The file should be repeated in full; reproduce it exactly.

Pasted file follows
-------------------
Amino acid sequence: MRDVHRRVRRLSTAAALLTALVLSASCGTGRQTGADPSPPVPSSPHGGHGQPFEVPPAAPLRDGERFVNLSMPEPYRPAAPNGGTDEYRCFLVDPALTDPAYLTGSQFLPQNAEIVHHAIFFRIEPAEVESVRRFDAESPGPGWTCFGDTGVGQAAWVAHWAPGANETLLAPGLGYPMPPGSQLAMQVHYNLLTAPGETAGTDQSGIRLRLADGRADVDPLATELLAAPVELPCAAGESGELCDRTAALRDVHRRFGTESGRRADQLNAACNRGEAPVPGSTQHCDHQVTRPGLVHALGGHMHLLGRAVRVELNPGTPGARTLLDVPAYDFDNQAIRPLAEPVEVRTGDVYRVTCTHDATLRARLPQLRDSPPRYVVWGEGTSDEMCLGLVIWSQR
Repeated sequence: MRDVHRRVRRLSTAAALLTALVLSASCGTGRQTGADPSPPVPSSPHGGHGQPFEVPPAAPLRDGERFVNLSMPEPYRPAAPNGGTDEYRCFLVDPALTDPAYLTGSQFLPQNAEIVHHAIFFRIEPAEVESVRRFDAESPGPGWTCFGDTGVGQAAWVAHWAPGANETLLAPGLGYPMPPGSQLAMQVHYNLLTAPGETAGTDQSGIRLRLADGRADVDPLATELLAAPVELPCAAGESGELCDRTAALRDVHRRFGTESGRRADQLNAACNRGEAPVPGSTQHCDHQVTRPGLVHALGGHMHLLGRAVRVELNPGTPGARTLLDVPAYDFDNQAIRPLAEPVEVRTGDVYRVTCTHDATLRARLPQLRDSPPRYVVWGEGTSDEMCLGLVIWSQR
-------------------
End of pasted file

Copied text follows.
Amino acid sequence: MRDVHRRVRRLSTAAALLTALVLSASCGTGRQTGADPSPPVPSSPHGGHGQPFEVPPAAPLRDGERFVNLSMPEPYRPAAPNGGTDEYRCFLVDPALTDPAYLTGSQFLPQNAEIVHHAIFFRIEPAEVESVRRFDAESPGPGWTCFGDTGVGQAAWVAHWAPGANETLLAPGLGYPMPPGSQLAMQVHYNLLTAPGETAGTDQSGIRLRLADGRADVDPLATELLAAPVELPCAAGESGELCDRTAALRDVHRRFGTESGRRADQLNAACNRGEAPVPGSTQHCDHQVTRPGLVHALGGHMHLLGRAVRVELNPGTPGARTLLDVPAYDFDNQAIRPLAEPVEVRTGDVYRVTCTHDATLRARLPQLRDSPPRYVVWGEGTSDEMCLGLVIWSQR
Repeated sequence: MRDVHRRVRRLSTAAALLTALVLSASCGTGRQTGADPSPPVPSSPHGGHGQPFEVPPAAPLRDGERFVNLSMPEPYRPAAPNGGTDEYRCFLVDPALTDPAYLTGSQFLPQNAEIVHHAIFFRIEPAEVESVRRFDAESPGPGWTCFGDTGVGQAAWVAHWAPGANETLLAPGLGYPMPPGSQLAMQVHYNLLTAPGETAGTDQSGIRLRLADGRADVDPLATELLAAPVELPCAAGESGELCDRTAALRDVHRRFGTESGRRADQLNAACNRGEAPVPGSTQHCDHQVTRPGLVHALGGHMHLLGRAVRVELNPGTPGARTLLDVPAYDFDNQAIRPLAEPVEVRTGDVYRVTCTHDATLRARLPQLRDSPPRYVVWGEGTSDEMCLGLVIWSQR